Arthur Christory / Gavel Media

Do You Actually Know Where Your Clothes Go?

If you get up right now and look in your closet, you can most likely identify at least fifteen items that you no longer wear because they don’t fit, no longer interest you, or are out of style. When your next closet clean out comes around, these items will be tossed into a white trash bag, flung into the local donation bin, and then put to better use, right? Probably not.

Despite a massive uptick in thrifting among younger generations, the flow of clothing donations still greatly outpaces demand in thrift stores. Only about 20% of the clothing that makes it to thrift stores is ever sold. Once garments are deemed unsellable at thrift stores, they are most often packed into bales weighing over 100 pounds each and shipped abroad to countries in the global south, offloading Western waste to people who have less capacity to manage it. This influx of largely unwanted clothing creates environmental, human health, and economic catastrophes for the recipient nations. 

In Accra, Ghana’s capital city, 15 million used garments are imported weekly, most of them never to be worn again. Ghana’s waste management systems are vastly unprepared for this overwhelming influx of materials. This leaves our clothing waste to decompose in open-air dumps, often found scattered along once-beautiful shorelines. 

This abundance of unmanageable Western waste has vast environmental and human health consequences for the recipient countries. As garments decompose, they create chemical leachates that seep into the groundwater and are released into the air when they are not contained in a safe landfill. The presence of open-air dumps pollutes drinking water and contributes to an increase in respiratory disease. 

Importing used Western textiles creates an expansive reselling market in West African nations. With an abundance of products being imported daily, local clothing artisans and producers are unable to compete with the resellers, squashing local economies. This system leaves the livelihood of resellers at the mercy of Western donation quality. With many shipments being stained, moldy, or tattered, their inventory is increasingly worthless, making every purchase a gamble. 

The devaluation of clothing due to an abundance of inventory and “nothing to lose” prices makes it easy for us to part with unwanted items, sometimes without ever wearing them. We well-intentioned Americans take our used garments to the donation bin feeling good about ourselves for helping the “needy,” and then never think about those clothes again. This tidy tale leaves our consciences clear, justifying an accelerating cyclical habit of buying and giving away. Unfortunately, the charitable "happily ever after" ending for last season’s American Eagle tank top is mostly fiction. The ugly underbelly of a garment’s post-consumer life reveals much more harmful environmental and social justice consequences. 

Research has found that we are now keeping garments for half as long as we were 15 years ago. This concerning trend has contributed to a 400% increase in clothing consumption in the past two decades with the average American creating 82 pounds of textile waste annually.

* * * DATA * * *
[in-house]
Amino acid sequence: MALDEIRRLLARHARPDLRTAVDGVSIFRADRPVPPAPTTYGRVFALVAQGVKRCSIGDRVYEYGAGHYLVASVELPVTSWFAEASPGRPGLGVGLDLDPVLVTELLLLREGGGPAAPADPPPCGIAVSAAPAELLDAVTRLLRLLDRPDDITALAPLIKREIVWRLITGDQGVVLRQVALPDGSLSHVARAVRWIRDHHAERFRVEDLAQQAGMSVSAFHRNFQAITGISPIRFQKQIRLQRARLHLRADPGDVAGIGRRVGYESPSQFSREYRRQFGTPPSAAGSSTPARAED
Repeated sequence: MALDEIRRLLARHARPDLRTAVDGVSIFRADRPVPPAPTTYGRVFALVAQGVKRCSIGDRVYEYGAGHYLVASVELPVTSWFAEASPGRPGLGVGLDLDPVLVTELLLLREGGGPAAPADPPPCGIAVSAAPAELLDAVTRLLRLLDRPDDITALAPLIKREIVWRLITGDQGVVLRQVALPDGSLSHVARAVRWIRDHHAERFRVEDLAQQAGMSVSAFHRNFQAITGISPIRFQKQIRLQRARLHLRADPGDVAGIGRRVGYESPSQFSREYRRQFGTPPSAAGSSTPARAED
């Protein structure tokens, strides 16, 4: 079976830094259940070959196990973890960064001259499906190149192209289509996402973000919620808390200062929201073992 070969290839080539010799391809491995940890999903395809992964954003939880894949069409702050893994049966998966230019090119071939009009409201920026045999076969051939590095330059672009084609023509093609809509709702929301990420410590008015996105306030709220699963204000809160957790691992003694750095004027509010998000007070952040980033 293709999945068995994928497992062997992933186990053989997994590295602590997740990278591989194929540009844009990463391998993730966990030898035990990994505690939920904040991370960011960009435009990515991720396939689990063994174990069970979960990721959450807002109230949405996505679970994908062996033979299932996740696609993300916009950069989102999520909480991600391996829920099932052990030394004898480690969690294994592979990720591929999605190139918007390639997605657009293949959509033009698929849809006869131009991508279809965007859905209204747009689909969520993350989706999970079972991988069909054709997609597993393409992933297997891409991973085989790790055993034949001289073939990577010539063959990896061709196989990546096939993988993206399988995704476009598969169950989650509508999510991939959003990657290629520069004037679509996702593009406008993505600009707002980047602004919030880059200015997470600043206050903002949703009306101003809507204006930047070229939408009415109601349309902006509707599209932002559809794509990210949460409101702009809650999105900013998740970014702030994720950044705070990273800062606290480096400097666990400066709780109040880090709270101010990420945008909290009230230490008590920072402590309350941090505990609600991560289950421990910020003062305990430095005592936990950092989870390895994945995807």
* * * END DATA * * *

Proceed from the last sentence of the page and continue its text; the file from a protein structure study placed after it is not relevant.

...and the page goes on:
As the public has begun to understand how exploitative the clothing production process is, terms like “fast fashion” and “overproduction” have been integrated into conversations about labor rights and environmentalism. Gen Z has made thrift shopping common practice, and online mega-retailers such as Shein are under frequent fire for their contributions to the current crisis. 

Many fashion brands have recognized that a more conscious consumer is a threat to sales. To mitigate these revenue losses, companies have created “sustainable initiatives,” an attempt to convince consumers that we don’t have to sacrifice the volume of clothing that we buy to solve the textile waste crisis. Unfortunately, no matter how much effort is put into limiting the environmental impacts of the fashion industry, the clothes have to go somewhere when we are done with them. Eco fabrics are not going to solve this problem.

So, if the fashion industry is not going to take it upon themselves to solve this problem, who will? Collective action and legislation must come next. The most essential step is to raise consumer consciousness about the textile waste crisis. From there, consumers can make intentional purchasing decisions. Beyond speaking with their money, consumers must also advocate for extended producer responsibility legislation that holds brands accountable for the environmental impacts of a product throughout its entire lifetime. This legislation would financially disincentivize overproduction and poorly made garments. 

Consumer culture, advertising, and human desire create a perfect storm for this cycle of clothing buying and dumping. My goal is not to make you feel solely responsible for this disaster. I do, however, want everyone to feel responsible enough to interrogate their buying choices. Make the connection between your purchases and where they end up after you are done with them. Instead of tossing them in the Goodwill bin, pass them on to someone you know who will wear them or up-cycle them into something new. 

Consumer complacency allows brands to continue their wasteful habits. Take responsibility for the entire lifetime of your garment, not just the time that it is in your closet. 

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